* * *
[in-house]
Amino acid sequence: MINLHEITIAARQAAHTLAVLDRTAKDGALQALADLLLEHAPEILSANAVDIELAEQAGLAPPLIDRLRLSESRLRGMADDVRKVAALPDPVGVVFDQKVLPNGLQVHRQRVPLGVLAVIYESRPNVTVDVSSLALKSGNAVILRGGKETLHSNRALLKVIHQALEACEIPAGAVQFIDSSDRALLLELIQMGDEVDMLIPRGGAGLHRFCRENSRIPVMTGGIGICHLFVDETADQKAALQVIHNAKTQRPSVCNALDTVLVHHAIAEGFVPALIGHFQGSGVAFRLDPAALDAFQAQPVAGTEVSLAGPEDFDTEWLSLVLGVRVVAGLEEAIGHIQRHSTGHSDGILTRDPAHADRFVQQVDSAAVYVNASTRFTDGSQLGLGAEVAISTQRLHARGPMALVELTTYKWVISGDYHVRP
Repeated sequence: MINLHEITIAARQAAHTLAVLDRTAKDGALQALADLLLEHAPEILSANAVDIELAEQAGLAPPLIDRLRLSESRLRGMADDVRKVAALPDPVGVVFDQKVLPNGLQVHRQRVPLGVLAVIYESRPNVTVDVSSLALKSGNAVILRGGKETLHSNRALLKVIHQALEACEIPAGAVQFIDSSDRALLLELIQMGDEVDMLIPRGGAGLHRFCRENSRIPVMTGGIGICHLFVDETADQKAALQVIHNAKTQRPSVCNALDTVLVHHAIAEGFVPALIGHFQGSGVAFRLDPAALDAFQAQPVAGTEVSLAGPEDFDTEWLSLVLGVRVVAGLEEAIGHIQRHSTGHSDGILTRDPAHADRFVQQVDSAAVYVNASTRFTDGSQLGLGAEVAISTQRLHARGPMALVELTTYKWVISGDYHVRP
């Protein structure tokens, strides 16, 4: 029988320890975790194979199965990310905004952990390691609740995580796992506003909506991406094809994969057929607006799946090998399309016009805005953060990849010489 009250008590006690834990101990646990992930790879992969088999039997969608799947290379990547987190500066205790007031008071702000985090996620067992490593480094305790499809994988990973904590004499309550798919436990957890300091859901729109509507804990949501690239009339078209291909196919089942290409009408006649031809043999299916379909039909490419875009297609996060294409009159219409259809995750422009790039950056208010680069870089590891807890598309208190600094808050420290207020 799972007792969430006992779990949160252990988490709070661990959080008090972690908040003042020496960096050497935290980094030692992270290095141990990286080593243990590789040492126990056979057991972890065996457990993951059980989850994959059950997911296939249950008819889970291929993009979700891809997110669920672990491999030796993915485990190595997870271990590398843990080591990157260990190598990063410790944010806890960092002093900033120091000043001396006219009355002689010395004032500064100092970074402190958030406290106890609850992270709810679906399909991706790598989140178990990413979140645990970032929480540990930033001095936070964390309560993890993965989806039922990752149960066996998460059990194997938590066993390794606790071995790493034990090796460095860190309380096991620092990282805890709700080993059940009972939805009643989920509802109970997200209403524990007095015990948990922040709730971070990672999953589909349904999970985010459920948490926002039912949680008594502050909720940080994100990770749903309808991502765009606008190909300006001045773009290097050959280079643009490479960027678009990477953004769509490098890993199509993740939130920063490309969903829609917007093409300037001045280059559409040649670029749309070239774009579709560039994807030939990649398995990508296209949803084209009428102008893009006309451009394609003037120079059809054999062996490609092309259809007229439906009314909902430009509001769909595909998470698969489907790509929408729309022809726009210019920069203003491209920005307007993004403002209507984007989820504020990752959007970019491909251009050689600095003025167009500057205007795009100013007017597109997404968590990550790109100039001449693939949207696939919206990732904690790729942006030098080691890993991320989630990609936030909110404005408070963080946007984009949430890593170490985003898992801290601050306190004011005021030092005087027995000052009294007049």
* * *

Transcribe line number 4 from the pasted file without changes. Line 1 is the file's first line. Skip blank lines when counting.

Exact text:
């Protein structure tokens, strides 16, 4: 029988320890975790194979199965990310905004952990390691609740995580796992506003909506991406094809994969057929607006799946090998399309016009805005953060990849010489 009250008590006690834990101990646990992930790879992969088999039997969608799947290379990547987190500066205790007031008071702000985090996620067992490593480094305790499809994988990973904590004499309550798919436990957890300091859901729109509507804990949501690239009339078209291909196919089942290409009408006649031809043999299916379909039909490419875009297609996060294409009159219409259809995750422009790039950056208010680069870089590891807890598309208190600094808050420290207020 799972007792969430006992779990949160252990988490709070661990959080008090972690908040003042020496960096050497935290980094030692992270290095141990990286080593243990590789040492126990056979057991972890065996457990993951059980989850994959059950997911296939249950008819889970291929993009979700891809997110669920672990491999030796993915485990190595997870271990590398843990080591990157260990190598990063410790944010806890960092002093900033120091000043001396006219009355002689010395004032500064100092970074402190958030406290106890609850992270709810679906399909991706790598989140178990990413979140645990970032929480540990930033001095936070964390309560993890993965989806039922990752149960066996998460059990194997938590066993390794606790071995790493034990090796460095860190309380096991620092990282805890709700080993059940009972939805009643989920509802109970997200209403524990007095015990948990922040709730971070990672999953589909349904999970985010459920948490926002039912949680008594502050909720940080994100990770749903309808991502765009606008190909300006001045773009290097050959280079643009490479960027678009990477953004769509490098890993199509993740939130920063490309969903829609917007093409300037001045280059559409040649670029749309070239774009579709560039994807030939990649398995990508296209949803084209009428102008893009006309451009394609003037120079059809054999062996490609092309259809007229439906009314909902430009509001769909595909998470698969489907790509929408729309022809726009210019920069203003491209920005307007993004403002209507984007989820504020990752959007970019491909251009050689600095003025167009500057205007795009100013007017597109997404968590990550790109100039001449693939949207696939919206990732904690790729942006030098080691890993991320989630990609936030909110404005408070963080946007984009949430890593170490985003898992801290601050306190004011005021030092005087027995000052009294007049």